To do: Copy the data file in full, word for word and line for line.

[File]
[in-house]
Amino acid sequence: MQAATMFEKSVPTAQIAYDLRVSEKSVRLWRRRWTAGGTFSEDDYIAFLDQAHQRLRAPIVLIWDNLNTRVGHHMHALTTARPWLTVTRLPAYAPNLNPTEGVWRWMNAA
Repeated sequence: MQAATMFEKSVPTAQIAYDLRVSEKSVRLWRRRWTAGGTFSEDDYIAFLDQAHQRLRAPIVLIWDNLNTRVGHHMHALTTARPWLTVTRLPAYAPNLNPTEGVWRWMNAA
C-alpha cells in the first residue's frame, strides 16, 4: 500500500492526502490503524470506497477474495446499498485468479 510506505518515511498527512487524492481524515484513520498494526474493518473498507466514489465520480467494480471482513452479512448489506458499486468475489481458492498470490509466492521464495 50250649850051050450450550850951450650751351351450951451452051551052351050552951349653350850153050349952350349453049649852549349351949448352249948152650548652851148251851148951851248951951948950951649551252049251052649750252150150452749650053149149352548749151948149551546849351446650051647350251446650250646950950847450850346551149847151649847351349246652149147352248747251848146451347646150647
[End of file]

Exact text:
[in-house]
Amino acid sequence: MQAATMFEKSVPTAQIAYDLRVSEKSVRLWRRRWTAGGTFSEDDYIAFLDQAHQRLRAPIVLIWDNLNTRVGHHMHALTTARPWLTVTRLPAYAPNLNPTEGVWRWMNAA
Repeated sequence: MQAATMFEKSVPTAQIAYDLRVSEKSVRLWRRRWTAGGTFSEDDYIAFLDQAHQRLRAPIVLIWDNLNTRVGHHMHALTTARPWLTVTRLPAYAPNLNPTEGVWRWMNAA
C-alpha cells in the first residue's frame, strides 16, 4: 500500500492526502490503524470506497477474495446499498485468479 510506505518515511498527512487524492481524515484513520498494526474493518473498507466514489465520480467494480471482513452479512448489506458499486468475489481458492498470490509466492521464495 50250649850051050450450550850951450650751351351450951451452051551052351050552951349653350850153050349952350349453049649852549349351949448352249948152650548652851148251851148951851248951951948950951649551252049251052649750252150150452749650053149149352548749151948149551546849351446650051647350251446650250646950950847450850346551149847151649847351349246652149147352248747251848146451347646150647